Net migration for the Gold Coast is also high. The most recent ABS data shows that Gold Coast recorded the highest regional internal migration, adding an additional 7077 residents in the year ended June 2017.
In the short term, however, lead indicators suggest prices will remain under pressure. According to research by CoreLogic, the number of properties sold in the December quarter fell by 20 per cent compared to the same period last year, from 4370 in 2017 to 3502 in 2018.
At that rate, the estimated 7773 properties on market as of the last week of 2018 would take more than six months to sell.
Discount rates – the difference between the price of a property when listed and the price achieved on sale – have also risen. In December preliminary data shows properties were being sold at 5.5 per cent below listing price, an increase of six basis points on the same time last year.
CoreLogic research principal Cameron Kusher said 2019 is unlikely to see any major falls in prices. “We expect a flat or falling market on the Gold Coast for 2019,” he said.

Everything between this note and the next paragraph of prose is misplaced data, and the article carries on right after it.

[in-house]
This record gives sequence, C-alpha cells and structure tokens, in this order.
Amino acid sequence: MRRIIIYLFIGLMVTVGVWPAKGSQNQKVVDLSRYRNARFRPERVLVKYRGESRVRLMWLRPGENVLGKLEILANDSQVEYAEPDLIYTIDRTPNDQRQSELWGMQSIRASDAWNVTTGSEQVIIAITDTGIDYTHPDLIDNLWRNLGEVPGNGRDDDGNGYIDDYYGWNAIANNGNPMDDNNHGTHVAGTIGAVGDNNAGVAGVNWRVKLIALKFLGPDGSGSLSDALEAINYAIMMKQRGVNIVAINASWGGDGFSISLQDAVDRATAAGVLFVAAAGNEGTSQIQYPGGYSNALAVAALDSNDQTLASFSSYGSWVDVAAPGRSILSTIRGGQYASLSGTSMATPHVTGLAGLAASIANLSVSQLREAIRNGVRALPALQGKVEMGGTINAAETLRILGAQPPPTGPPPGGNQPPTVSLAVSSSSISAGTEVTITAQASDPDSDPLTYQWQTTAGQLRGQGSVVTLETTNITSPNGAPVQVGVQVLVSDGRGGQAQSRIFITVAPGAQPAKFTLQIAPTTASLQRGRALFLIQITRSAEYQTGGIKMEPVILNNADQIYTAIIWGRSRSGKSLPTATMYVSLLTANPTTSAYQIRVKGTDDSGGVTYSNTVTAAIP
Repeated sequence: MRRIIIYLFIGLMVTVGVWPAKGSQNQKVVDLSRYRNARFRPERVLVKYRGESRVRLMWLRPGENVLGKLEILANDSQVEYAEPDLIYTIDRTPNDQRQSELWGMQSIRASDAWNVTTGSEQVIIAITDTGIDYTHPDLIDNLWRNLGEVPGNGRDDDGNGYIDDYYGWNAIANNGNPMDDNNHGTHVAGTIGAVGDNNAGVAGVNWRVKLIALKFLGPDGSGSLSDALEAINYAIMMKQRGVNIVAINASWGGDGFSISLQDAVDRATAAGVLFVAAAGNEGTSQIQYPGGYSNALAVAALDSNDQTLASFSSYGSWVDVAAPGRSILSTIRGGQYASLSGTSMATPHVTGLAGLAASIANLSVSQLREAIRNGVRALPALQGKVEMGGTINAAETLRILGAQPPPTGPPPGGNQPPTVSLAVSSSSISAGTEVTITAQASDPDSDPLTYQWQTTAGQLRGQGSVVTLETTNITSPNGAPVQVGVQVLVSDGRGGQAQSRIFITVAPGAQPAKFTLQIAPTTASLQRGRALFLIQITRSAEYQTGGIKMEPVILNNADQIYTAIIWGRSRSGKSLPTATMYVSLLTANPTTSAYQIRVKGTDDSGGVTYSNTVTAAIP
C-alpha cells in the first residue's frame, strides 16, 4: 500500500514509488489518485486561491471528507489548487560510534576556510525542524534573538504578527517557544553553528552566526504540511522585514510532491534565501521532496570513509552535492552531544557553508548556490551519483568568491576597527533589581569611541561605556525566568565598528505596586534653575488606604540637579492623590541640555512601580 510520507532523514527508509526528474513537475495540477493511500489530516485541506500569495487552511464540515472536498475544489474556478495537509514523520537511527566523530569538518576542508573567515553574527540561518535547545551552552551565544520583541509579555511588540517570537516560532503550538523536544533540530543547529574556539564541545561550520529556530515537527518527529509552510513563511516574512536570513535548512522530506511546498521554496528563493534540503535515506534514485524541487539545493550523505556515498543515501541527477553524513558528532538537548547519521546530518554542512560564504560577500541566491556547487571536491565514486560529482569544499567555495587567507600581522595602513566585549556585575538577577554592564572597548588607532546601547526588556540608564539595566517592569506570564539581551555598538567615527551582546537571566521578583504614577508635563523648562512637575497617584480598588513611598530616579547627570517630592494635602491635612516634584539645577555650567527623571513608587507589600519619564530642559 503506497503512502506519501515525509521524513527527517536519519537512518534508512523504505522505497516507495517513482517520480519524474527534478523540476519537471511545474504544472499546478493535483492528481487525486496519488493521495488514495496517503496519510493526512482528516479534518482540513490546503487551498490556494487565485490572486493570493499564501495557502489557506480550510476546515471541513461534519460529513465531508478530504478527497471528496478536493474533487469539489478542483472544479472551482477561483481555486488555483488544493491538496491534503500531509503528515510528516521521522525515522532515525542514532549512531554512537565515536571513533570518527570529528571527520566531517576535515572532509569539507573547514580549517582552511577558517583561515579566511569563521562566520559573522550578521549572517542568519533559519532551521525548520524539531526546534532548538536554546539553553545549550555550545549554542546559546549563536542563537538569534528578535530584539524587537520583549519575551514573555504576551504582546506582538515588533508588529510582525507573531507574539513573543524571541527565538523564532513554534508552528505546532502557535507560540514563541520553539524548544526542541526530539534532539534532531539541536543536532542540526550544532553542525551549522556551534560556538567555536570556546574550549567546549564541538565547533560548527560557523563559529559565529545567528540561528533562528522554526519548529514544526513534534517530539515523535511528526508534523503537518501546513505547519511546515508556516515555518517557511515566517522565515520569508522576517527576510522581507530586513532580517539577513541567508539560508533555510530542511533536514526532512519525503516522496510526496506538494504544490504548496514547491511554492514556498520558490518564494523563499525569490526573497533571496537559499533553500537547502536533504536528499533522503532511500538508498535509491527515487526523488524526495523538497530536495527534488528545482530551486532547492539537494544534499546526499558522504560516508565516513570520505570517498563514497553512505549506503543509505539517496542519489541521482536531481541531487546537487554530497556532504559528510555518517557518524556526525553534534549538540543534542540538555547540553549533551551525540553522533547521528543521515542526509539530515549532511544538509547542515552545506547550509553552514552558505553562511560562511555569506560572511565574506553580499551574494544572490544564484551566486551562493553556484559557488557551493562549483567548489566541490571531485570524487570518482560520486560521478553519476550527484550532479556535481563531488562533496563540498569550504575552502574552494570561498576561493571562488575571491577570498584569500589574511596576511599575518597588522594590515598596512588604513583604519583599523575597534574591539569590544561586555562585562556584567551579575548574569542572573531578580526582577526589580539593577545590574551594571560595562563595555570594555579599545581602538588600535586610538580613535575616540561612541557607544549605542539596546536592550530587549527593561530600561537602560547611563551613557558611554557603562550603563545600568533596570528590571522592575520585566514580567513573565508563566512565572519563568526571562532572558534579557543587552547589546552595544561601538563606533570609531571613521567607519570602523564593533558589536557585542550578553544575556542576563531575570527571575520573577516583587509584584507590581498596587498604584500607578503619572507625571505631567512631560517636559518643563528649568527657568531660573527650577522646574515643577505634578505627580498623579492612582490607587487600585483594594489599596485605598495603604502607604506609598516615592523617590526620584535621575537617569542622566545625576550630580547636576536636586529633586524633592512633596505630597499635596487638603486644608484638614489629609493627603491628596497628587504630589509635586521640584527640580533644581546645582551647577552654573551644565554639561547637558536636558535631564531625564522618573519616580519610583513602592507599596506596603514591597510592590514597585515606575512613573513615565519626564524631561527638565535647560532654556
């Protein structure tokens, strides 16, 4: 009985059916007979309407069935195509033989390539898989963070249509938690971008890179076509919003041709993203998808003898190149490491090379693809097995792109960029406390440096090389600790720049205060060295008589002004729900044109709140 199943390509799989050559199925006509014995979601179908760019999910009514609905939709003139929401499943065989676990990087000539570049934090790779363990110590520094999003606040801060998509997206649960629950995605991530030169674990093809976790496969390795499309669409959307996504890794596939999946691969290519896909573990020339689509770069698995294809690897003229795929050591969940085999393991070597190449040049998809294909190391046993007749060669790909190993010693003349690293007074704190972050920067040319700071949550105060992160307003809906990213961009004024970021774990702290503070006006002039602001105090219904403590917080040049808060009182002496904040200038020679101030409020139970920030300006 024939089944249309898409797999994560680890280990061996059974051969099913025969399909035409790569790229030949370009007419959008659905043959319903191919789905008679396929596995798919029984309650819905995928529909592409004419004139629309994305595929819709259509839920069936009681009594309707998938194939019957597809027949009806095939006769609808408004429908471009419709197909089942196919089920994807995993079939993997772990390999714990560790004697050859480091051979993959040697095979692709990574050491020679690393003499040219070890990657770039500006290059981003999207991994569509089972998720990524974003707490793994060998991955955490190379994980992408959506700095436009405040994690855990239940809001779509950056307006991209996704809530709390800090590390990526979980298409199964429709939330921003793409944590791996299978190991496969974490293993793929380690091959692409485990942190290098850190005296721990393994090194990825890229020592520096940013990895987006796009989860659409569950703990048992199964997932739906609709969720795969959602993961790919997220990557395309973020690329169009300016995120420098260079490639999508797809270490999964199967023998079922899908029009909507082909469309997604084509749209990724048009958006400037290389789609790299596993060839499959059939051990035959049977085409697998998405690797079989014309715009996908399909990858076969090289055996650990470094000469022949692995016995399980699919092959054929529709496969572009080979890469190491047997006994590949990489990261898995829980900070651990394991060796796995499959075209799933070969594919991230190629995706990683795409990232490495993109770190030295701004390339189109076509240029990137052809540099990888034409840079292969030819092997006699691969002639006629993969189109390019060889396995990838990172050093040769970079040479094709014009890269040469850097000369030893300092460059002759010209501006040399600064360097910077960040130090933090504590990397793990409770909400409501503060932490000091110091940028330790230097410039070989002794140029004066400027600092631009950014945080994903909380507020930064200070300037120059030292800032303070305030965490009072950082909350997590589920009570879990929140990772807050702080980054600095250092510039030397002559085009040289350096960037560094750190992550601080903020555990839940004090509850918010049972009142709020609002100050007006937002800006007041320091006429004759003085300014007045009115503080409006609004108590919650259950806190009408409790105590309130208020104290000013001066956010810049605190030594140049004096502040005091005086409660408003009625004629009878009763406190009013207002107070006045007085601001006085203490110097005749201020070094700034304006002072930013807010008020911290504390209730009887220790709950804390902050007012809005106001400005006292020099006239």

“I think the impact of falling values in Sydney or Melbourne is having a negative effect, but that might be offset by interstate migration.”
High-rise residential stock is expected to drag on the market, particularly as tighter lending requirements continue to reduce demand among investors.
Adding to the strain on the high-rise apartment market, foreign-buyer demand has been impacted by China’s crackdown on its citizens buying real estate overseas, as well as the increase on foreign-buyer duty in Queensland, which was lifted from 3 per cent to 7 per cent in July last year.
The fallout from reduced investor and foreign-buyer demand is concentrated on the high-rise market, which, according to Knight Frank director Chris Liftin, means positive trends in other segments of the market may not be as visible.
Price growth for 2018 was 0.4 per cent overall, with house values increasing by 0.8 per cent and unit values growing by 0.1 per cent.